[caption id="attachment_58870" align="alignright" width="300"](L-R) Dave Dixon, Rory Madden, Toby Chester and Simon Fox at the two FoH SD7 desks[/caption]Forty-five years after they first hit our television screens, a comedy super group reunited. Monty Python Live (mostly) brought together five of the six original Pythons – John Cleese, Michael Palin, Eric Idle, Terry Gilliam and Terry Jones – for ten sell out dates at London’s O2 arena this summer. DiGiCo consoles were deployed at both FoH and monitor positions for something completely different…
With an audience of Python aficionados requiring that every word be heard, the challenge of delivering perfect audio for this full-on theatre show in just two weeks was taken on by sound designer Rory Madden and a crack crew. “They’re the best I’ve ever had in 40 years working in the business,” he says.
Rory’s company, Sonalyst, also supplied all the sound equipment. His familiarity with the venue – he works on between 15 and 20 shows at The O2 each year – means that he is well versed in what works and what doesn’t, and his choice of three DiGiCo SD7s (two at FoH, and one at monitors sharing six SD Racks between them) for mixing duties was an integral part of his design.
[caption id="attachment_58872" align="alignleft" width="300"]Bill Birks at the monitor SD7 console[/caption]Dave Dixon, mixing the band, and Simon Fox, handling vocal mixes and sound effects, took up the FoH positions, whilst Bill Birks manned the monitor desk.
“We had two operators at FoH because there was a lot happening in the show,” explains associate sound designer Toby Chester. “Although we still tried to keep everything very simple.”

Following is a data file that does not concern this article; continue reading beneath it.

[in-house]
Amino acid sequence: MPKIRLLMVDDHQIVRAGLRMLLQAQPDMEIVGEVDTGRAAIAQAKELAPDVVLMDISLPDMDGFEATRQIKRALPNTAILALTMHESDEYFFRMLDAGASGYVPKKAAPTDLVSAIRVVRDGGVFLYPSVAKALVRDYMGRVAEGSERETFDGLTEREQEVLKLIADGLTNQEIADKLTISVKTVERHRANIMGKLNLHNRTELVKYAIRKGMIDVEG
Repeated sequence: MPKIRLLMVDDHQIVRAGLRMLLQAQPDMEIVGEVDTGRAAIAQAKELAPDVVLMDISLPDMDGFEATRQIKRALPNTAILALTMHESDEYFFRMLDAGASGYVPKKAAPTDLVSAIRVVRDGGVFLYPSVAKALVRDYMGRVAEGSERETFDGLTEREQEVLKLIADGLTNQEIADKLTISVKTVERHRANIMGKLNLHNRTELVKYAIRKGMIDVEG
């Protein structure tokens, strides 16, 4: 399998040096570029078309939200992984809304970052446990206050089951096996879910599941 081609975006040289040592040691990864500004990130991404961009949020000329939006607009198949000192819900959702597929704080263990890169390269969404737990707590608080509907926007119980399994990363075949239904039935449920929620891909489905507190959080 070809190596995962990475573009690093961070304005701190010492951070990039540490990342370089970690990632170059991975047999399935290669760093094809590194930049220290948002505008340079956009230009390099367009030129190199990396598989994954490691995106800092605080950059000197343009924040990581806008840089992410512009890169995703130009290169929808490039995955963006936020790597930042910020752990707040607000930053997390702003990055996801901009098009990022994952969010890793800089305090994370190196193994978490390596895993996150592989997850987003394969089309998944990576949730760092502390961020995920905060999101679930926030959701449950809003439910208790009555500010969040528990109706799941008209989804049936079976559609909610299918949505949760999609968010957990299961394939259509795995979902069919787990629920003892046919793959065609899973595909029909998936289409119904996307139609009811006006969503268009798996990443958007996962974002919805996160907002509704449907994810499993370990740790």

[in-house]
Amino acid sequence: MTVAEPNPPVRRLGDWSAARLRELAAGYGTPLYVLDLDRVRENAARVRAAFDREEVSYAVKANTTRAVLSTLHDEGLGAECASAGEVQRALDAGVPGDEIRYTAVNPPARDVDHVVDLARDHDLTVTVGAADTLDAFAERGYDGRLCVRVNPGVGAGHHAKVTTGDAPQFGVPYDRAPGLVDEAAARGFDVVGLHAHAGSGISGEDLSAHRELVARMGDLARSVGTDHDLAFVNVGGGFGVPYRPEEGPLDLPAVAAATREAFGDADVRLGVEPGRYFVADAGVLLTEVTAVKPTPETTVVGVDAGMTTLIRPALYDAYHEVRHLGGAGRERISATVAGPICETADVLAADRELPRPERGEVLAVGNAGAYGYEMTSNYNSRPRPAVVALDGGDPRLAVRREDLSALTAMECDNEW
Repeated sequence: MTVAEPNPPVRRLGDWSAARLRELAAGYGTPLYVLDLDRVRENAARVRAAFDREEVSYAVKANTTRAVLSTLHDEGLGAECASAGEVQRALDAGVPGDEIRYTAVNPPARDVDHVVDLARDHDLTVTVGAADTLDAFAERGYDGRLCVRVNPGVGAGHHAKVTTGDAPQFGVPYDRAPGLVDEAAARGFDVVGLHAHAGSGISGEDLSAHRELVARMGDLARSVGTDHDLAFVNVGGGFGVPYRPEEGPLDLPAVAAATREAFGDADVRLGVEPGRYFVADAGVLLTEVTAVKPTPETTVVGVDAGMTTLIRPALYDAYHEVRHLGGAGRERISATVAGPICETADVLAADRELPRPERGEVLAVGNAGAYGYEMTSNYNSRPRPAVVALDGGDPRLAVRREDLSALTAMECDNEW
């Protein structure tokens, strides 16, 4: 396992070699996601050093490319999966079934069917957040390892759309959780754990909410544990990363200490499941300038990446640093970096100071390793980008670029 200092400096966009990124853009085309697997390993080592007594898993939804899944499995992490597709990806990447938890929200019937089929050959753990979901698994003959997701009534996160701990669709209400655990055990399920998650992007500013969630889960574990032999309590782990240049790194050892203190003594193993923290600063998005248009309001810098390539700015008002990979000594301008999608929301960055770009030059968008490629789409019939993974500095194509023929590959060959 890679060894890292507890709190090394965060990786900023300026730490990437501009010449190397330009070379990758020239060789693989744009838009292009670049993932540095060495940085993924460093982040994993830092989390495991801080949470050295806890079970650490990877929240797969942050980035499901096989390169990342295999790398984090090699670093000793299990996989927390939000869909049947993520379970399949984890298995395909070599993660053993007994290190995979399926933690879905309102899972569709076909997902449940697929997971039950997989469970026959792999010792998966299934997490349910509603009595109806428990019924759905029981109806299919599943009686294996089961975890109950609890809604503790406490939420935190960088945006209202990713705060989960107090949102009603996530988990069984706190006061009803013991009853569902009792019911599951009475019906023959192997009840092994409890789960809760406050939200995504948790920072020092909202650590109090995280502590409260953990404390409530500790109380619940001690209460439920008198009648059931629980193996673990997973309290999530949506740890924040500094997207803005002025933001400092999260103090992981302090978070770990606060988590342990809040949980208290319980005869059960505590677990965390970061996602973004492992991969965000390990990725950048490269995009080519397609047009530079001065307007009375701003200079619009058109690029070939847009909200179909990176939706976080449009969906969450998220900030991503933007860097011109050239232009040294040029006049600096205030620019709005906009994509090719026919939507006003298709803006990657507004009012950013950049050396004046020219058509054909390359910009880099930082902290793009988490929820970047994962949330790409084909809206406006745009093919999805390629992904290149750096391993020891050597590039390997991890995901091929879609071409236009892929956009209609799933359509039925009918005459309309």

“We had over 60 channels of radio microphones,” Madden adds, “so it would have been hard for one person to be across both areas quickly at the same time. Having two engineers working together at FoH gave us accuracy and full control of the production.”
As well as the live shows, broadcast specialists RedTX delivered a live feed of the finale to televisions and cinemas around the world. The company’s trucks were fed full MADI streams – an aspect of DiGiCo’s SD Racks that Madden was keen to fully utilise within his design – to ensure that viewers got exactly the same as was happening on stage.
“It’s a really good show and it’s all worked very well,” says tour manager Tony Harper. “The results spoke for themselves.”
“It was an honour to be involved with such a show like this,” concludes Rory. “The functionality and reliability of the DiGiCo SD7s meant that we were able to deliver excellent audio both in the venue and to the thousands of people not lucky enough to be able to come to the live shows.”